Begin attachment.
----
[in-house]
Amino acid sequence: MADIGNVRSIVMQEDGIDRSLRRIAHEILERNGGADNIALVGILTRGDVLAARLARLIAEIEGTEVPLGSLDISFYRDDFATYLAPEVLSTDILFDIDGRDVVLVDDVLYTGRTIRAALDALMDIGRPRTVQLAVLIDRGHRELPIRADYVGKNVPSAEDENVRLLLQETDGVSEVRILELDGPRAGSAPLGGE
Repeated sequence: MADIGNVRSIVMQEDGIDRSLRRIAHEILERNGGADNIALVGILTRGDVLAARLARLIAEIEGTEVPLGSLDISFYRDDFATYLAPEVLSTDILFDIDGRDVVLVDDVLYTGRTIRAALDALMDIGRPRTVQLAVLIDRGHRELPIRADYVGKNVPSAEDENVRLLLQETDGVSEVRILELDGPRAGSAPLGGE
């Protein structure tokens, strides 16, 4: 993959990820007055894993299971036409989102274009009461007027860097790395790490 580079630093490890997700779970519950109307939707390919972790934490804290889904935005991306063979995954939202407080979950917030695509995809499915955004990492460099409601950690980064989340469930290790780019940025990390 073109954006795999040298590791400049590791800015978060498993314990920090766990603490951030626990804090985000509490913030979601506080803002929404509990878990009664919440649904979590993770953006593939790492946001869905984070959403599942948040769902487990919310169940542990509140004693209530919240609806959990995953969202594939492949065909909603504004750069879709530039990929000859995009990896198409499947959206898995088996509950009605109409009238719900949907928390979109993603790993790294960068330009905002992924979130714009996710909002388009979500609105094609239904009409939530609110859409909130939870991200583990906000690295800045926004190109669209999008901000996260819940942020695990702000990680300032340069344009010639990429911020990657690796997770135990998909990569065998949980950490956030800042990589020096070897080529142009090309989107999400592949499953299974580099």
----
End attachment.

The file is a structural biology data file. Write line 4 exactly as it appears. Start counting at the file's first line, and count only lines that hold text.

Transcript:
């Protein structure tokens, strides 16, 4: 993959990820007055894993299971036409989102274009009461007027860097790395790490 580079630093490890997700779970519950109307939707390919972790934490804290889904935005991306063979995954939202407080979950917030695509995809499915955004990492460099409601950690980064989340469930290790780019940025990390 073109954006795999040298590791400049590791800015978060498993314990920090766990603490951030626990804090985000509490913030979601506080803002929404509990878990009664919440649904979590993770953006593939790492946001869905984070959403599942948040769902487990919310169940542990509140004693209530919240609806959990995953969202594939492949065909909603504004750069879709530039990929000859995009990896198409499947959206898995088996509950009605109409009238719900949907928390979109993603790993790294960068330009905002992924979130714009996710909002388009979500609105094609239904009409939530609110859409909130939870991200583990906000690295800045926004190109669209999008901000996260819940942020695990702000990680300032340069344009010639990429911020990657690796997770135990998909990569065998949980950490956030800042990589020096070897080529142009090309989107999400592949499953299974580099």